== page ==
"Surely it must be a mere coincidence."

"Curious, Miss Dunbar, very curious. Why should it appear at the very time of the tragedy and why at the very place?"

"But what could have caused it? Only great violence could have such an effect."

Holmes did not answer. His pale, eager face had suddenly assumed that tense, far-away expression which I had learned to associate with the supreme manifestations of his genius. So evident was the crisis in his mind that none of us dared to speak, and we sat, barrister, prisoner, and myself, watching him in a concentrated and absorbed silence. Suddenly he sprang from his chair, vibrating with nervous energy and the pressing need for action.

"Come, Watson, come!" he cried.

"What is it, Mr. Holmes?"

"Never mind, my dear lady. You will hear from me, Mr. Cummings. With the help of the God of justice I will give you a case which will make England ring. You will get news by tomorrow, Miss Dunbar, and meanwhile take my assurance that the clouds are lifting and that I have every hope that the light of truth is breaking through."

It was not a long journey from Winchester to Thor Place, but it was long to me in my impatience, while for Holmes it was evident that it seemed endless, for, in his nervous restlessness, he could not sit still, but paced the carriage or drummed with his long, sensitive fingers upon the cushions beside him.

Suddenly, however, as we neared our destination he seated himself opposite to me—we had a first-class carriage to ourselves—and laying a hand upon each of my knees he looked into my eyes with the peculiarly mischievous gaze which was characteristic of his more imp-like moods.

"Watson," said he, "I have some recollection that you go armed upon these excursions of ours."

It was as well for him that I did so, for he took little care for his own safety when his mind was once absorbed by a problem, so that more than once my revolver had been a good friend in need. I reminded him of the fact.

"Yes, yes, I am a little absent-minded in such matters. But have you your revolver on you?"

I produced it from my hip-pocket, a short, handy, but very serviceable little weapon. He undid the catch, shook out the cartridges, and examined it with care.

"It"s heavy—remarkably heavy," said he.

"Yes, it is a solid bit of work."

He mused over it for a minute.

"Do you know, Watson," said he, "I believe your revolver is going to have a very intimate connection with the mystery which we are investigating."

"My dear Holmes, you are joking."

"No, Watson, I am very serious. There is a test before us. If the test comes off, all will be clear. And the test will depend upon the conduct of this little weapon. One cartridge out. Now we will replace the other five and put on the safety-catch. So! That increases the weight and makes it a better reproduction."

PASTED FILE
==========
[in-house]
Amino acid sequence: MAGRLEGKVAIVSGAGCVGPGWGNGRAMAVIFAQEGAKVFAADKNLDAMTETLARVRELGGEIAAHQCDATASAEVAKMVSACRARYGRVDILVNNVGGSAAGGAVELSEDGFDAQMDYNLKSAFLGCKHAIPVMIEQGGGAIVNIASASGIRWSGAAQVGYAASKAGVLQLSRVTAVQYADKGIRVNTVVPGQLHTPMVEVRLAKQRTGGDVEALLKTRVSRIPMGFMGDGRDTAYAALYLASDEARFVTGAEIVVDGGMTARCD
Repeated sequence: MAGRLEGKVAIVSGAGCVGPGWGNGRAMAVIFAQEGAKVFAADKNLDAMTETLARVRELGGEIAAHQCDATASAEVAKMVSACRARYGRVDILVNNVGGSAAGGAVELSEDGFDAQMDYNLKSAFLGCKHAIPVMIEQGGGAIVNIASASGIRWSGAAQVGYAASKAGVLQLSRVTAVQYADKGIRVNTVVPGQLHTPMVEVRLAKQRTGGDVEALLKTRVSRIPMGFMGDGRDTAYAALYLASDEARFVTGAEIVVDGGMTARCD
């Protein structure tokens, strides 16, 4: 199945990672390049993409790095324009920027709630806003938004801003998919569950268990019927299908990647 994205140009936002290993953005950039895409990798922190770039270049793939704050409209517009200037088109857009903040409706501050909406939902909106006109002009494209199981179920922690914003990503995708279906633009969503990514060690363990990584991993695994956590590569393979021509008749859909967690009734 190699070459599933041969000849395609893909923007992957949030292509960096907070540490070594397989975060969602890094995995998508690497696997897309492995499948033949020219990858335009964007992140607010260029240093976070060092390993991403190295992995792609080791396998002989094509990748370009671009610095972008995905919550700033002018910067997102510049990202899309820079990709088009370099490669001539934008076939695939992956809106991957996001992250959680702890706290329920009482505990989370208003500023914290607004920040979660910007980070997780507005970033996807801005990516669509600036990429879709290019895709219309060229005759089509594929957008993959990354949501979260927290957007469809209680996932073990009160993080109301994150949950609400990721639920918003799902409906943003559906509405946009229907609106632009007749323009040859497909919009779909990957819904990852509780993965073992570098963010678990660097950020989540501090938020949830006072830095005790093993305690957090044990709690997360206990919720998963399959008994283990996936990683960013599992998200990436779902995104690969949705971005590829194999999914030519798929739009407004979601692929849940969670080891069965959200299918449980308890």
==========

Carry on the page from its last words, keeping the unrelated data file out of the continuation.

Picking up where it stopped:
"Suddenly Holmes sprang from his chair. 'Come, Watson, come!' he said. 'With the help of the God of justice I will give you a case which will make England ring.'"
I had no glimmer of what was in his mind nor did he enlighten me, but sat lost in thought until we pulled up in the little Hampshire station. We secured a ramshackle trap, and in a quarter of an hour were at the house of our confidential friend, the sergeant.

"A clue, Mr. Holmes? What is it?"

"It all depends upon the behaviour of Dr. Watson's revolver," said my friend. "Here it is. Now, officer, can you give me ten yards of string?"

The village shop provided a ball of stout twine.

"I think that this is all we will need," said Holmes. "Now, if you please, we will get off on what I hope is the last stage of our journey."

The sun was setting and turning the rolling Hampshire moor into a wonderful autumnal panorama. The sergeant, with many critical and incredulous glances, which showed his deep doubts of the sanity of my companion, lurched along beside us. As we approached the scene of the crime I could see that my friend under all his habitual coolness was in truth deeply agitated.

"Yes," he said, in answer to my remark, "you have seen me miss my mark before, Watson. I have an instinct for such things, and yet it has sometimes played me false. It seemed a certainty when first it flashed across my mind in the cell at Winchester, but one drawback of an active mind is that one can always conceive alternative explanations which would make our scent a false one. And yet—and yet—Well, Watson, we can but try."